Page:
Funny thing about email…

I’m sure at some point or another most of us out there have received one of those emails playing up the “War on Christmas” rhetoric and saying bad things only happen in this country because we don’t have “prayer in schools.” I honestly can’t take it anymore, so I’m going to respond to it right here, right now. Line by line. My commentary is italicized.

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The White House referred to Christmas Trees as Holiday Trees for the first time this year which prompted CBS presenter, Ben Stein, to present this piece which I would like to share with you. I think it applies just as much to many countries as it does to America .

The following was written by Ben Stein and recited by him on CBS Sunday Morning Commentary.

You can check out the various incarnations here on Snopes. Some of the content may not be from Ben Stein.

My confession:

I am a Jew, and every single one of my ancestors was Jewish. And it does not bother me even a little bit when people call those beautiful lit up, bejeweled trees, Christmas trees. I don’t feel threatened. I don’t feel discriminated against. That’s what they are, Christmas trees.

I’m all for calling a Christmas Tree a Christmas Tree. Unless you’re hanging a bunch of holiday symbols like Menorahs, Kinaras, and Nativity Scenes on the same tree (which probably does more to disrespect the individual holidays than it does to show unity), calling it a “Holiday Tree” doesn’t make much sense.

It doesn’t bother me a bit when people say, ‘Merry Christmas’ to me. I don’t think they are slighting me or getting ready to put me in a ghetto. In fact, I kind of likeit.It shows that we are all brothers and sisters celebrating this happy time of year. It doesn’t bother me at all that there is a manger scene on display at a key intersection near my beach house in Malibu . If people want a creche, it’s just as fine with me as is the Menorah a few hundred yards away.

It doesn’t bother me personally when people say “Merry Christmas” to me either, but we do live in a pluralistic society and not everyone celebrates Christmas, so saying it to everyone, without knowing their religious faith or lack thereof is erasure. I don’t think people are saying  “Merry Christmas” with malicious intent, but it shows a lack of regard for others when you don’t even take into consideration that they may not share your faith. “Happy Holidays” is just the better way to go when you’re greeting someone you don’t know well enough to know their religious beliefs.

I don’t like getting pushed around for being a Jew, and I don’t think Christians like getting pushed around for being Christians. I think people who believe in God are sick and tired of getting pushed around, period. I have no idea where the concept came from, that America is an explicitly atheist country. I can’t find it in the Constitution and I don’t like it being shoved down my throat.

Wait… what? No one likes being pushed around… I also think he’s a bit confused as to who has been doing a lot of the pushing lately. Where did anyone say that America is explicitly atheist? We are free to believe or not believe as we see fit. We have freedom of religion and freedom from religion. It’s in the 1st Amendment to the Constitution in case you missed it:

Congress shall make no law respecting an establishment of religion, or prohibiting the free exercise thereof; or abridging the freedom of speech, or of the press; or the right of the people peaceably to assemble, and to petition the Government for a redress of grievances.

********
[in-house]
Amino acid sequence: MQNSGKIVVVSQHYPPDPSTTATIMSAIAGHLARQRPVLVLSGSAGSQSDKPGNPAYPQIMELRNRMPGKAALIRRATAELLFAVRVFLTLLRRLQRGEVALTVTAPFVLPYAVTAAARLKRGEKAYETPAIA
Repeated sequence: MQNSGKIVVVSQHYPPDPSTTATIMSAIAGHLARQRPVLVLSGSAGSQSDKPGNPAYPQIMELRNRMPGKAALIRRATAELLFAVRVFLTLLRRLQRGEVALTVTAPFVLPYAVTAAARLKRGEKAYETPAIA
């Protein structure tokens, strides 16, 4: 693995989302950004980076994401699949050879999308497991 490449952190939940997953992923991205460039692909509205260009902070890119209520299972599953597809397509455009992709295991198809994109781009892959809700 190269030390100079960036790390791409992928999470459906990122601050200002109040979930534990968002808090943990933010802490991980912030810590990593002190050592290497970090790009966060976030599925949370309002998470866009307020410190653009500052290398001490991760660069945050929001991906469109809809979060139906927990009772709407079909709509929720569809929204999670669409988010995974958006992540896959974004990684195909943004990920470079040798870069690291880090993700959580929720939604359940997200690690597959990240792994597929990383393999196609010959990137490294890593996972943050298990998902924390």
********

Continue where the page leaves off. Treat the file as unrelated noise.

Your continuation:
No one is pushing religious people around just for believing (unless you’re a Muslim in America… then all bets are off apparently). People just don’t want the government endorsing/enforcing a particular religion.

Or maybe I can put it another way: where did the idea come from that we should worship celebrities and we aren’t allowed to worship God ? I guess that’s a sign that I’m getting old, too. But there are a lot of us who are wondering where these celebrities came from and where the America we knew went to.

I don’t worship celebrities or god. You are free to do either, neither, or both. That is our civil right. The government won’t arrest you for praying just like they won’t arrest you for religiously reading tabloids… regardless of the merit of either activity.

In light of the many jokes we send to one another for a laugh, this is a little different: This is not intended to be a joke; it’s not funny, it’s intended to get you thinking.

Billy Graham’s daughter was interviewed on the Early Show and Jane Clayson asked her ‘How could God let something like this happen?’ (regarding Hurricane Katrina).. Anne Graham gave an extremely profound and insightful response. She said, ‘I believe God is deeply saddened by this, just as we are, but for years we’ve been telling God to get out of our schools, to get out of our government and to get out of our lives. And being the gentleman He is, I believe He has calmly backed out. How can we expect God to give us His blessing and His protection if we demand He leave us alone?’

Right. Because nothing bad ever happens to people who believe in god… I guess they forgot about most of the Old Testament in the Bible they’re so fond of.

Bad things happening is an unfortunate fact of life. Bad things will happen no matter what you do or don’t believe in. Good things happen too. Feel free to lean on your faith to get through hard times, I won’t begrudge you that, but don’t use it as an excuse not to solve problems. Hurricanes happen because of factors in the climate, not divine punishment. Katrina was as bad as it was because there were failures in preparation, maintenance of the levees, and governmental response. Worry about fixing the problems that lead to the devastation and helping those affected instead of shifting the blame.